Tuesday, June 14, 2011

Hi-ho Silver, Away!

Truth serum or something close to it, that's what they give you during a colonoscopy. Someone could ask you anything while you're under the influence of that stuff, and you're compelled to tell the truth, even if it's not in your best interest. The doctor (or nurse with an axe to grind) could ask you if you ever cheated on a test, and your reply might land you back in high school, repeating your senior year all over again, or worse, all four levels, depending on the evidence gathered.

Several years ago, during my procedure (that's what the medical professionals like to call it), I'm certain the doctor coerced the combination to my bicycle lock from me. Three days after the procedure, my bike was stolen. More than a little curious, eh? I mentioned this to her while she was reading the test results over the phone, and she acted oh-so-innocent, like larceny and deceit never crossed the threshold of the hospital. "We are here to heal, not steal," were her exact words. Despite her denials, I told her it won't be so easy next time, as I just might purchase a brand new lock after the procedure so I'll have no knowledge of the combination during her drug-assisted interrogation. I hoped she learned a lesson from my suspicions; after all, doctors can afford their own bicycles.

The other day, I was subjected to another "procedure." Prior to putting me under the anesthesia, a nurse asked what kind of musical accompaniment I wanted. She said they would be putting me into a state of twilight, and as I drift in and out of consciousness, I might be able to hear some of the music they play in the operating room. Figuring a lute player was out of the question on such short notice, I requested "Lies" by the Knickerbockers, because, I said, "There won't be a word of truth to anything you hear while I'm sedated. I'm a compulsive liar, so don't believe a word I say, and leave my bike alone, and what is this anyway, a hospital or a sock-hop."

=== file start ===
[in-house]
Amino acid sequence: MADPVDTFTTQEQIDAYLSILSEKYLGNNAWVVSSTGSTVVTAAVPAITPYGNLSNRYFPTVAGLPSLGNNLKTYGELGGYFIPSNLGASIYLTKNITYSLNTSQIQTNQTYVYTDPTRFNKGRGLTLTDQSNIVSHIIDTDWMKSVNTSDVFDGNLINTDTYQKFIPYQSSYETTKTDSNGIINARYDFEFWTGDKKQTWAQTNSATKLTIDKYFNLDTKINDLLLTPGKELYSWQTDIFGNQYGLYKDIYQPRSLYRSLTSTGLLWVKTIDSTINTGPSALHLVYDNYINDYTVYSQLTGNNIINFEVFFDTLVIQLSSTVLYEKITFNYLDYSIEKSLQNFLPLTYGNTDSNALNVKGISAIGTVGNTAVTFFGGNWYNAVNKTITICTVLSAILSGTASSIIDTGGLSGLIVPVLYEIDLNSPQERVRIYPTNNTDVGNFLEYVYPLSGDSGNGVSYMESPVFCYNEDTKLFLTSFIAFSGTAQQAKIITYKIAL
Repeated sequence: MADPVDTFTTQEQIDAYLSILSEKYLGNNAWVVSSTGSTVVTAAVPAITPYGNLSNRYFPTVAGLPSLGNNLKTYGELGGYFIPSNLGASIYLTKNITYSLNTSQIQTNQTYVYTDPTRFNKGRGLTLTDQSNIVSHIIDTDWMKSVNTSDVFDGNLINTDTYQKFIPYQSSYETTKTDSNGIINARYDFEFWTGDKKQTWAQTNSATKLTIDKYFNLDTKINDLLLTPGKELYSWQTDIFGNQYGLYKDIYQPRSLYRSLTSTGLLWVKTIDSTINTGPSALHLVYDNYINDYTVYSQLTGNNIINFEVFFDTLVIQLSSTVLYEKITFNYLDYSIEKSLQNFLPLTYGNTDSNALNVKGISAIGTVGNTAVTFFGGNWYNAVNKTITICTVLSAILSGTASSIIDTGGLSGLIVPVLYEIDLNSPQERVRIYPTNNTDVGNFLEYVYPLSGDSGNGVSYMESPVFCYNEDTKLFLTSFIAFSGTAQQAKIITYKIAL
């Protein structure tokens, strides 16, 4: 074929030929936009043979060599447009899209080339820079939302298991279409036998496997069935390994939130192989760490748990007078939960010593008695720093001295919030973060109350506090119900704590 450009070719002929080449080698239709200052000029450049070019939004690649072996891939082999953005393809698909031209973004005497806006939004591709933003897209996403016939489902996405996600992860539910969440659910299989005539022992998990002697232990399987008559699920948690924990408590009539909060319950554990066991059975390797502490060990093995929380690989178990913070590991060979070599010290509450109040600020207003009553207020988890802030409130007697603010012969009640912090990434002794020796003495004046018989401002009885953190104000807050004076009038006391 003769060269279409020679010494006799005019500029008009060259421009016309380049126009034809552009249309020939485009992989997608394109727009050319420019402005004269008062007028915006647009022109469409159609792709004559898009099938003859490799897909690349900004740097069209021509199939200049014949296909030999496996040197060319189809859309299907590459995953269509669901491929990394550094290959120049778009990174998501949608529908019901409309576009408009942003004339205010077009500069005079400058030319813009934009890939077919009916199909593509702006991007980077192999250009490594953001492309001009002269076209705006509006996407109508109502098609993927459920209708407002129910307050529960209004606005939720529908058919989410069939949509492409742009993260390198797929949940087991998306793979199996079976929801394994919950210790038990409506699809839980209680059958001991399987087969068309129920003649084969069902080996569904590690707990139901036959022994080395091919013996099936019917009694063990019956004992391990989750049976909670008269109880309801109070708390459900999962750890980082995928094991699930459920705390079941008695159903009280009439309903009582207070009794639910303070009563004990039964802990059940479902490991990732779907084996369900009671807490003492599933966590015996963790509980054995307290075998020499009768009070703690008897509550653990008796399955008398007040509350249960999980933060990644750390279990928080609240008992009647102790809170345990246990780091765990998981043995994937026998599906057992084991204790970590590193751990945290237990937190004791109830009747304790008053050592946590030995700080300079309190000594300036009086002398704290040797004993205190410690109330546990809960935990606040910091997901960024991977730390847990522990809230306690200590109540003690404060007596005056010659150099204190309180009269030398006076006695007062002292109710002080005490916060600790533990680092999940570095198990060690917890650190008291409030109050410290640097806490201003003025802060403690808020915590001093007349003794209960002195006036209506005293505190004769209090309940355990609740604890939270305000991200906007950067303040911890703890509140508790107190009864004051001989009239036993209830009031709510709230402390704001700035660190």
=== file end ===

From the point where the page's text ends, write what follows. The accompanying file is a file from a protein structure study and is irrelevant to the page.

There was an uncomfortable, worry-filled silence before drifting off into a nurse-driven twilight; I was consumed with fear about what might be revealed this time. I mean, everybody has secrets that shouldn't see the light of day. There was the time I pirated a copy of "The Ghost and Mr. Chicken," and the time I stole all the Mounds Bars from my nephew's trick or treat bag. And there's stuff people do in the privacy of their own homes that should remain private. For instance, my wife and I are history buffs, aficionados might be a more accurate term, and occasionally reenact historical events. Lately, we've been in rehearsal for "The Lone Ranger meets Miss Kitty," two pivotal characters from the old west that never had the chance to meet on-screen. Marshal Dillon had plenty of time to make his move; the alluring Miss Kitty waited nineteen years, but came up with nothing but a yearning in her heart and whiskey on her breath. In our romantic drama, the Lone Ranger, mask and all, finally gets the chance to court the unfulfilled Miss Kitty, the saucy red-head who knows how to work a beauty-mark. These are the kinds of beans that could get spilled and wind up in some medical journal for all the world to see, or, at the very least, become the subject of hospital gossip or, quite possibly, an inclusion in a person's medical file.

Upon waking from the procedure and still in a state of twilight, I thought I heard the doctor say, "This guy has a nice ass," though it could have been, "This guy is a pain in the ass." I'm not sure which one it was, but I'm sticking with the former, as, at this stage of life, the compliments arrive on an all too irregular basis. Then, while in recovery, she remarked, with a somewhat unreadable tone, how I talked incessantly throughout the entire procedure, "jabbering about this and that" was how she put it. When she said, again in a monotone, that the whole experience was the highlight of her career, a nearby covey of nurses began laughing and whispering.

They allowed me to rest in silence for an hour while I gathered my senses, time enough for me to fret obsessively about what kind of information the medical staff gathered from my "jabbering," as the doctor so casually put it. While leaving the hospital, I walked slowly down the exit hallway, and just when I pushed on the swinging door at the very end, I could hear a woman's voice echoing through the corridor, "Hi-ho Silver, away!" followed by a boisterous throng of laughter.

I wondered about the statute of limitations on The Ghost and Mr. Chicken caper, then made a silent pledge to buy a new bicycle lock first thing in the morning.